by Paige Puckett—
One of my fondest childhood memories is visiting my second-grade teacher’s home. There was a greenhouse, beautiful gardens and paths, and a network of cobblestone trenches through the woods. I remember her saying her father had created them for her as a small child, and I don’t know if the trenches served a functional purpose other than a child’s whimsy.
I love the concept of secret passageways leading to grand adventures. When we lived in downtown Chattanooga before moving to the country, my brother and I once tied string up between trees to make our own paths through a vacant lot next to our house. In creating the new garden this past spring, I wanted to capture the spirit of childhood exploration for my small boys. This led to a vine tunnel, winding paths, and a bean teepee.
The quarter-teepee, dubbed “teebonacci” because of the rough Fibonacci spiral of the poles, is the boys’ garden house. I oriented the poles to face southeast, assuming the bean vines would appreciate the sun and maximize the shade for the little ones. It stands next to the garden fence in the corner where moonflowers are working their way up 4-foot posts and leftover tomato transplants grow just outside the garden where they fight for their existence despite our friendly neighborhood deer.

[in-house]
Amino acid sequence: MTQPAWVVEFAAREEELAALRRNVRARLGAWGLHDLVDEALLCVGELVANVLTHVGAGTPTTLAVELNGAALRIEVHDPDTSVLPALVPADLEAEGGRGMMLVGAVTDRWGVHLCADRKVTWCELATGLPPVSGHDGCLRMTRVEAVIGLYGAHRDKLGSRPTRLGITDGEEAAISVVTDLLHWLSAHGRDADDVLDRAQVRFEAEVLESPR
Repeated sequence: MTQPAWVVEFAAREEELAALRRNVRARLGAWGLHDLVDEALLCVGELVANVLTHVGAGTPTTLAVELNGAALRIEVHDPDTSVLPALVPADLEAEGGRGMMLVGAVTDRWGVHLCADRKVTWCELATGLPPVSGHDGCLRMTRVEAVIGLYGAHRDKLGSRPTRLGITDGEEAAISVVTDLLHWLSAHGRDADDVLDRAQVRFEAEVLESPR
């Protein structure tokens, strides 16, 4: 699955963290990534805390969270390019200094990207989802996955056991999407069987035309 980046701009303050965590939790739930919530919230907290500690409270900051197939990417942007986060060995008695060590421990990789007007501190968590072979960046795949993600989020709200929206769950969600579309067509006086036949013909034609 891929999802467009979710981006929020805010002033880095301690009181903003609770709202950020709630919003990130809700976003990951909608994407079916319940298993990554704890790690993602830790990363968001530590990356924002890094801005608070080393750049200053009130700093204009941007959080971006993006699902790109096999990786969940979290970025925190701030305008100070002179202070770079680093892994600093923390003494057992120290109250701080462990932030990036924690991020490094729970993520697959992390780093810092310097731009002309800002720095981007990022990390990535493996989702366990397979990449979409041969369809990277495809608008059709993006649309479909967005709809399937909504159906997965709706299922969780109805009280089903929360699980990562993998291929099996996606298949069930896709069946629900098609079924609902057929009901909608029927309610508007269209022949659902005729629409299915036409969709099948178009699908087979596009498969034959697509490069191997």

Now that the bean teepee is nearly fully covered in vines, the boys have started taking more interest in it. However, the vines have migrated around toward the north side, nearly closing off the triangular entrance to their hideaway. Thankfully, a wooden ladder I picked up at the flea market this spring (a gentleman was using it to display his clothes for sale) is the perfect solution for giving them just enough of a tunnel into their house while holding the unruly vines at bay. Sometimes, when the boys are napping, I’ll crawl in there too just to look around and smile.
Paige Puckett and her husband Joe, both in Land and Water Engineering fields, grew up with hands-on experience helping parents and grandparents in vegetable gardens and creating wild adventures in their expansive backyards and nearby creeks at their respective country homes in Tennessee and North Carolina. Now that they have two boys of their own, they try to engage them in the outdoors despite the obvious confines of downtown living in Raleigh, NC. Paige shares their lessons learned, garden projects and photos at her Love Sown blog.